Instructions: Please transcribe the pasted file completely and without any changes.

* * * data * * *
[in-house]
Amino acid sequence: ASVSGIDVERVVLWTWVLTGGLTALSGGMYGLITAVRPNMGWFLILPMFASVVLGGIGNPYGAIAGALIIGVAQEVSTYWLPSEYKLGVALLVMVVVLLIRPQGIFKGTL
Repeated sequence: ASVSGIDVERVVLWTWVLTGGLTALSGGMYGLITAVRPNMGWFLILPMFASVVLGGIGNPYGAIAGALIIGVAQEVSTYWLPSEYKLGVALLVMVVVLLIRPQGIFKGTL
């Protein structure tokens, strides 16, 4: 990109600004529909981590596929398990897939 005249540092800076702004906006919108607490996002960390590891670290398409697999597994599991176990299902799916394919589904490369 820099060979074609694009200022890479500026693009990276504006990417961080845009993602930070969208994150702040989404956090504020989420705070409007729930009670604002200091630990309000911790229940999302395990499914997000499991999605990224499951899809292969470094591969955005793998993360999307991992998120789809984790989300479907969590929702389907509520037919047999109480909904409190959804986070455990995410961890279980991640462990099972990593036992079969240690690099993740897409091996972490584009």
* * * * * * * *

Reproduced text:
[in-house]
Amino acid sequence: ASVSGIDVERVVLWTWVLTGGLTALSGGMYGLITAVRPNMGWFLILPMFASVVLGGIGNPYGAIAGALIIGVAQEVSTYWLPSEYKLGVALLVMVVVLLIRPQGIFKGTL
Repeated sequence: ASVSGIDVERVVLWTWVLTGGLTALSGGMYGLITAVRPNMGWFLILPMFASVVLGGIGNPYGAIAGALIIGVAQEVSTYWLPSEYKLGVALLVMVVVLLIRPQGIFKGTL
């Protein structure tokens, strides 16, 4: 990109600004529909981590596929398990897939 005249540092800076702004906006919108607490996002960390590891670290398409697999597994599991176990299902799916394919589904490369 820099060979074609694009200022890479500026693009990276504006990417961080845009993602930070969208994150702040989404956090504020989420705070409007729930009670604002200091630990309000911790229940999302395990499914997000499991999605990224499951899809292969470094591969955005793998993360999307991992998120789809984790989300479907969590929702389907509520037919047999109480909904409190959804986070455990995410961890279980991640462990099972990593036992079969240690690099993740897409091996972490584009």